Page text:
What Is A Value-Added Tax (VAT)?

VAT taxes are levied at multiple stages of production and/or ownership transfer.

Value added tax (VAT) is also known as goods and services tax in some countries. It ha been defined as a tax on the amount by which the value of a product has bee increased in each stage of production. On average, VATs raise around 20% of the total revenue in an economy.

History of VAT Taxes

The history of value added taxation (VAT) can be traced back to England in 1973. Before that, the British government used to have a consumption tax known as the purchase tax which they levied at different rates. Luxury products attracted the highest rates while the essential products attracted very low taxes. In 1973, when the United Kingdom joined the European Economic Community, the government replaced the purchase tax with VAT to fit into the European trading bloc. The VAT rate ha increased from 8% in 1974 to the current 22.5%. Under the current European Union (EU) laws, the standard VAT rate cannot be lower than 15%, but a state can have up to two goods with reduced rates of up to 5%.

Relevant Application

A value added tax is an incremental tax charged only on the value added from one transaction to the next, and not the entire cost. It is an indirect tax because the final consumer is the one who bears its burden, but it is charged at different production stages. There are two methods used in charging VAT. Namely, these are the invoice-based method and the accounts-based method. In the invoice-based method, the customer is informed of the VAT on the transaction. Using the accounts-based method, the business will calculate the taxable sales and subtracts all the taxable purchases and VAT is then applied to the difference. All countries in the world use the invoice based method apart from Japan which uses the accounts based method.

Evolution Over Time

Value added taxes have changed with time from being just a tool of earning government revenue into having more complex applications. One of these is trying to bridge the gap between the haves and the have not’s. This is done by having a higher tax rate for luxury goods that are non-essential and are mainly used by the by wealthy and lower tax rates on basic products. In other areas, the tax is used to discourage the use of certain products. For example, in most African countries including Kenya and Nigeria, the government has put in place very high VAT on alcoholic drinks.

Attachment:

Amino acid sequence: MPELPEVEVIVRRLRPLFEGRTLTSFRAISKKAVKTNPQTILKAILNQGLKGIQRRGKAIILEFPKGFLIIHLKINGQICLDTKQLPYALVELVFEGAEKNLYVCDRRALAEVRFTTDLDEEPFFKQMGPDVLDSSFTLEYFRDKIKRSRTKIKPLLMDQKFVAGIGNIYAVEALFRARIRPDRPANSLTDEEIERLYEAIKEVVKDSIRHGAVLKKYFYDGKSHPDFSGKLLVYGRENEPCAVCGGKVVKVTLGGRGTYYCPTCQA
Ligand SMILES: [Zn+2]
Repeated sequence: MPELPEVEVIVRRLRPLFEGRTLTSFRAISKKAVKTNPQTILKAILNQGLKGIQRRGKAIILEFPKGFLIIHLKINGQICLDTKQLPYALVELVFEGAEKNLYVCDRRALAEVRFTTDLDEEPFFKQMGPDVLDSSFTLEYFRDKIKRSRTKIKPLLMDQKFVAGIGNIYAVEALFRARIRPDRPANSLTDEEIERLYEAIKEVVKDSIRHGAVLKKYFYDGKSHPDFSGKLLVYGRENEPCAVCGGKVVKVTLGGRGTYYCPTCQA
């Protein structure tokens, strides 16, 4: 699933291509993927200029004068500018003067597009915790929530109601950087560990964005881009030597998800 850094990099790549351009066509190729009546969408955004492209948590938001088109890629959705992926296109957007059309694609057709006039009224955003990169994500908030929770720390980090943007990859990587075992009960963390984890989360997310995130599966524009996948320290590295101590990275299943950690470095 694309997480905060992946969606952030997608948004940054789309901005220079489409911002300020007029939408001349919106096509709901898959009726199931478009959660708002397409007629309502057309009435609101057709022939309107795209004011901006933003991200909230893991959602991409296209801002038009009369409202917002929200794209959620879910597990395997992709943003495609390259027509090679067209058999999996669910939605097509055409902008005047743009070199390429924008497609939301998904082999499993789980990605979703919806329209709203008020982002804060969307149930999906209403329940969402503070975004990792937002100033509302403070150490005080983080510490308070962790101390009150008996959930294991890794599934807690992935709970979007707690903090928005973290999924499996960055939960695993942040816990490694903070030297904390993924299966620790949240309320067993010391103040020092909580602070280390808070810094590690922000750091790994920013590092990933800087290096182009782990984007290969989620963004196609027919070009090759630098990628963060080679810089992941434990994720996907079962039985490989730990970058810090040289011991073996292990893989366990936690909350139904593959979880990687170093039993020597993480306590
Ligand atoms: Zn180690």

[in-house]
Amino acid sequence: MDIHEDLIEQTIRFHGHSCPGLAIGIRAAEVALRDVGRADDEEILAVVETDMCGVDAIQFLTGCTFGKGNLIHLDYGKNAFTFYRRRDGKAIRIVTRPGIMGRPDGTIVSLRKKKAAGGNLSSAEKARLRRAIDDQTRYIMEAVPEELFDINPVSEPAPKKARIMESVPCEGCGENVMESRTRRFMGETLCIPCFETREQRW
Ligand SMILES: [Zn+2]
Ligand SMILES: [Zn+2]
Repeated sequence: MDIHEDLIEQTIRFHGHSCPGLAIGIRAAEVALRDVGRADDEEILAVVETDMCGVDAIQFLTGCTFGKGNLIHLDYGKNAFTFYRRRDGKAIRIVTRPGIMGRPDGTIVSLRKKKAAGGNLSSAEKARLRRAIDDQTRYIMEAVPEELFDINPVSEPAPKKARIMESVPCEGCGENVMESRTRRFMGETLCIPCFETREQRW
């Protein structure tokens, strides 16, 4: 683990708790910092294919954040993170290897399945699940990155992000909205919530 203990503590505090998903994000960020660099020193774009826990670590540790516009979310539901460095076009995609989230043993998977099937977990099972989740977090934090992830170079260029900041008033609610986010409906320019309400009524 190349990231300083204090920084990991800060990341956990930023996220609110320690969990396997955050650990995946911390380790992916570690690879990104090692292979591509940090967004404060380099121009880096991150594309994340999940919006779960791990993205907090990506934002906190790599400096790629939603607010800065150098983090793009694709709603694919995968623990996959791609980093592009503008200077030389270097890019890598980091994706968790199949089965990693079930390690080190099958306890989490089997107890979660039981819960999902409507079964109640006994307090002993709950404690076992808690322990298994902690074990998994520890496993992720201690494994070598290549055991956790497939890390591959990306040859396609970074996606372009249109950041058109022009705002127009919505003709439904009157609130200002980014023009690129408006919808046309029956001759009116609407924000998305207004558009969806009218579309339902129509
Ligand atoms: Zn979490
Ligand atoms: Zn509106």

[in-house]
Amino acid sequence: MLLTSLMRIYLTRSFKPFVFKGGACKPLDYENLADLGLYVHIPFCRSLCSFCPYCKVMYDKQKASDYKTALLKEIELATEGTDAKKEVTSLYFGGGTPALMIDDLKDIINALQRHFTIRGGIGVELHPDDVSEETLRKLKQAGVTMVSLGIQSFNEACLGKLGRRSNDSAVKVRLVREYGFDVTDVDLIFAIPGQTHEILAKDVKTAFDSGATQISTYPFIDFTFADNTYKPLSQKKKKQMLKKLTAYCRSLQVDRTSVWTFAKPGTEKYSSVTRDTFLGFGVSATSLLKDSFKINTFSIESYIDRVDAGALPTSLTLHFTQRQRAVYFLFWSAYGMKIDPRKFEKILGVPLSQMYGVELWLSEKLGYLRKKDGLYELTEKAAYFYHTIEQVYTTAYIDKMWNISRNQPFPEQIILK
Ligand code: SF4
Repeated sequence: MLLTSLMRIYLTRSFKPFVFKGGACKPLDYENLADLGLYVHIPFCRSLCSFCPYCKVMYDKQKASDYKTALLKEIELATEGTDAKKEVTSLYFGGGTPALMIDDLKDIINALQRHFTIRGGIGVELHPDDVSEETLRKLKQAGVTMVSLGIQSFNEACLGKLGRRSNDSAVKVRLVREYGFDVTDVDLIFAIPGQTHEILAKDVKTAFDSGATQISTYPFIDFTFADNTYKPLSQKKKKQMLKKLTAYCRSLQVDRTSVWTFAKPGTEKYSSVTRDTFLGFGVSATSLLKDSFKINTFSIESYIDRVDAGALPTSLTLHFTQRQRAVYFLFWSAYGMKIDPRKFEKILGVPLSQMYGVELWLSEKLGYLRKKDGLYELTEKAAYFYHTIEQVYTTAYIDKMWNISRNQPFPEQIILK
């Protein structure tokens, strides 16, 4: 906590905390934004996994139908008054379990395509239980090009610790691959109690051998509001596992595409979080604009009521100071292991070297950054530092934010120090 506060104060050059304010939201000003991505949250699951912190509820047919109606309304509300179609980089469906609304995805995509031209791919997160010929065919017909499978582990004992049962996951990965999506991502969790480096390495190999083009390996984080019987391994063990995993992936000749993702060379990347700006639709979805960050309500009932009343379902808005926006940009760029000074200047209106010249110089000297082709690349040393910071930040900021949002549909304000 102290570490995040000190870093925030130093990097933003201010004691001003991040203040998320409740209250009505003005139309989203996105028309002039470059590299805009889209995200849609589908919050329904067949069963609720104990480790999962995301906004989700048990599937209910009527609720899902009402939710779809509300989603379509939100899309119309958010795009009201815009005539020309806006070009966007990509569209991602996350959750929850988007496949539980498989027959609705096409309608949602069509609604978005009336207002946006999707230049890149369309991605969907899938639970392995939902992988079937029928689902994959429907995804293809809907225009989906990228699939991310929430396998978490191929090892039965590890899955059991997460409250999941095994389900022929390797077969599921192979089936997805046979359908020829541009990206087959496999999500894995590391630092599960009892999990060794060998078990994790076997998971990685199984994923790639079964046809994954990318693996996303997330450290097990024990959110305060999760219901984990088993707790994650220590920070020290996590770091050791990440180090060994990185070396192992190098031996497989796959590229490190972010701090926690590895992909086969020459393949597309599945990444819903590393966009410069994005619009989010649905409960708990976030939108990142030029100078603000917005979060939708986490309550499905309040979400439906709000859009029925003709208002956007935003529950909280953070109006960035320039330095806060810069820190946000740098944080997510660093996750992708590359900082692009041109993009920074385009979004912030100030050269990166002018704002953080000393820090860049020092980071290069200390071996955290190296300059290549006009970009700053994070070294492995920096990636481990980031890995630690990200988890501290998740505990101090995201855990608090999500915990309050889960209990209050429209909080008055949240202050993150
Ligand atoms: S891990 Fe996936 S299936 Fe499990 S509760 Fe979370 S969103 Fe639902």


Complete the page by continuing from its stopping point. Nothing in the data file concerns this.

Praises and Criticisms

Proponents of value added taxes have argued that trade liberalization has led to many economies losing income that was initially derived in the form of tariffs. As such, VAT has come in handy to replace the lost tariffs. However, the tax system has been criticized for passing the tax burden to the final consumer. Customers who earn low incomes use a higher proportion of their salaries to purchase goods and services, and hence this burden hits them hardest. The revenues from VAT are also lower than expected due to collection cost and avoidance. In an attempt to avoid VAT, small businesses opt to conduct their business using cash, and this has encouraged the use of cash in trade.


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